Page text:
A crime to be proud of First Nations heritage

Indigenous leaders want rules changed

Samantha Lane, Chris Barrett Sydney Morning Herald August 01, 2012

Indigenous leaders say the Olympic rules that outlaw Aboriginal flags at the Games should change, and have called on the Australian Olympic Committee to lobby for the longstanding protocol to be overturned.

Dual Olympian 110-metre hurdler Kyle Vander Kuyp, former world champion boxer Anthony Mundine, and former politician and activist Phil Cleary - who said recognising both flags at the Games would "affirm our real history and be a major act of reconciliation" - led the voices supporting boxer Damien Hooper who breached International Olympic Committee rules by wearing a T-shirt with the Aboriginal flag on it to competition in London.

While the 20-year-old gold medal contender said after competing on Monday that he was proud to respect his culture at the world's biggest sporting event, team boss Nick Green said yesterday morning that Hooper had since told him he was "very remorseful" and "extremely apologetic" about it. Green said Hooper, whose body is covered in tattoos recognising the Kamilaroi and Manandangi heritage of his indigenous mother, Fraulien, and maternal grandmother Lillian, had told him he had worn the T-shirt to provide "extra motivation because he was fighting a very strong opponent".

"We recognise his indigenous culture, and he is very proud of his indigenous culture, but in this instance the IOC has rule 50, which he is now well aware of ... and he's learnt a lesson and he won't do that again," Green said.

The AOC would not take further action against the 20-year-old light-heavyweight, who is a gold medal chance for Australia.

Vander Kuyp said yesterday he completely understood Hooper's desire to represent his indigenous heritage, and recalled how he knowingly flouted rules at the 1994 Commonwealth Games by stitching an Aboriginal flag into his uniform before racing in heats.

Vander Kuyp was warned by Australian team officials not to do it again. Cathy Freeman sparked controversy at the same meet by carrying the Aboriginal flag, and the Australian flag, after winning the 200m sprint. She did the same thing after winning gold at the Sydney Olympics, though her celebrations - according to IOC rules - breached the Olympic charter.

"I would love to see the whole country embrace the flag more," Vander Kuyp said.

"It's not just something for indigenous athletes and indigenous people to embrace. All Australians can embrace it. We're not there yet, but we're on the way. And I reckon we're on the way to our sporting teams saying 'You know what? We're proud of it'."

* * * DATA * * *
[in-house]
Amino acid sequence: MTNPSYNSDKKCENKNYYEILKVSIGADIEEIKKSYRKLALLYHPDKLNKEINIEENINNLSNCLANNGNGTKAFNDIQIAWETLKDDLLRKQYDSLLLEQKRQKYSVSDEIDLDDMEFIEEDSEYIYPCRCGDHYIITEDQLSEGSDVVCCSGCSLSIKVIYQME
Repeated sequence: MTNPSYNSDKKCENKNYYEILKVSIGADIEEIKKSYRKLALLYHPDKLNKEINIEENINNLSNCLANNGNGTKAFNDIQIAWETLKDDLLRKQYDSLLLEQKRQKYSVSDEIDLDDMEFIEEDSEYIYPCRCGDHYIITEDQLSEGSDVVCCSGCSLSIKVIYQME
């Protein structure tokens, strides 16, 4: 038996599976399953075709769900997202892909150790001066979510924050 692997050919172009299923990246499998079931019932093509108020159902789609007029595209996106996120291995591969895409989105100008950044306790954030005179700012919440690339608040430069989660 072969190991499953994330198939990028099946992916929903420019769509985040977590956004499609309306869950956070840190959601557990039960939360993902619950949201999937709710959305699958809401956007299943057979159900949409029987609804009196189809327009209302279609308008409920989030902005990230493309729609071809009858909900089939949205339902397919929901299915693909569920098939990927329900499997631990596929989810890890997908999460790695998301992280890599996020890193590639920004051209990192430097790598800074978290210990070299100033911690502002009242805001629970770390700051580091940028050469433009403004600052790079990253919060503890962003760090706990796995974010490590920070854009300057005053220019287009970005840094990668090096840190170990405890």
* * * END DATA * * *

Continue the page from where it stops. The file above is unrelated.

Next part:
Cleary said the AOC should lobby for the Aboriginal flag to be recognised at the Olympics "out of respect and because it is not a symbol of conquest".
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Comments

Don't knock my off my podium

It is sad day when an Aboriginal boxer wears a shirt that identifies him as an Aboriginal Australian. This come in the same light of John Steffensen coming out with the racism he has suffered as a pro-athlete. As we know becoming a pro-athlete does not just magically happen there is a massive amount of skill, commitment, sacrifices, tears, fears, high and lows and mostly being selfish and putting yourself and career first. There is also dealing with ‘parents’ that feel (with financial backing) that their child should have been selected and not the ‘darkie’ down the road.

There is a saying from actor Will Smith ‘if you were absent during my struggles, don’t expect to be there for my success’ and I would also at this time use the quote from Star Wars. Which is ‘fear leads to hate’ you fear something you do not understand and have no education on the subject. I think that these two quotes are important when dealing with these two situations as these Aboriginal Olympic athletes would have had to deal not only with the life of a pro athlete but with bucket of endless racism, bigotry, set backs and leaving their family and community.

I know people say but everyone leaves home, people forget the stolen generation, forget that Aboriginal peoples relatives such as parent and grandparents were not considered a part of Australian until the referendum. That they fly a flag that contains a flag that denigrated, isolated, debilitated and exterminate our people.

When an Aboriginal person finds success the first you will hear them do is say this is for their people, the family and especially there grandparents and the fallen. I personally saw my mother stand in the PM’s home and welcome people to her land of the Ngunnawal people the first thing my mother does is state – this is for my grandfather who would be so proud. What was the first thing Damien Hooper do? He put a photo of his grandmother on his facebook page.

But I think the real fat to the fire is he wore the shirt in the heart of a place that tried to exterminate his and my peoples, he looked them in the eye and stood proud. His stance is and was – we survived in despite of you but through the strength of my people and people like his grandmother!

Just to end I would also like to note the Aboriginal flag by nomination of his Queens representative the Governor General in 1996 recognised that Aboriginal Flag as part of this countries common law, stamped and sealed!

http://www.comlaw.gov.au/Details/F2008L00209

I am so proud of our Aboriginal athletes and relate back to Will Smith quote do not knock any of Aboriginal Athletes as you weren’t there during there struggle to represent Australia, you would have no idea how and what they did to get there, leaving their life, their family and their community. So when they stand their proud they stand their for all those people they had to as a community leave behind.

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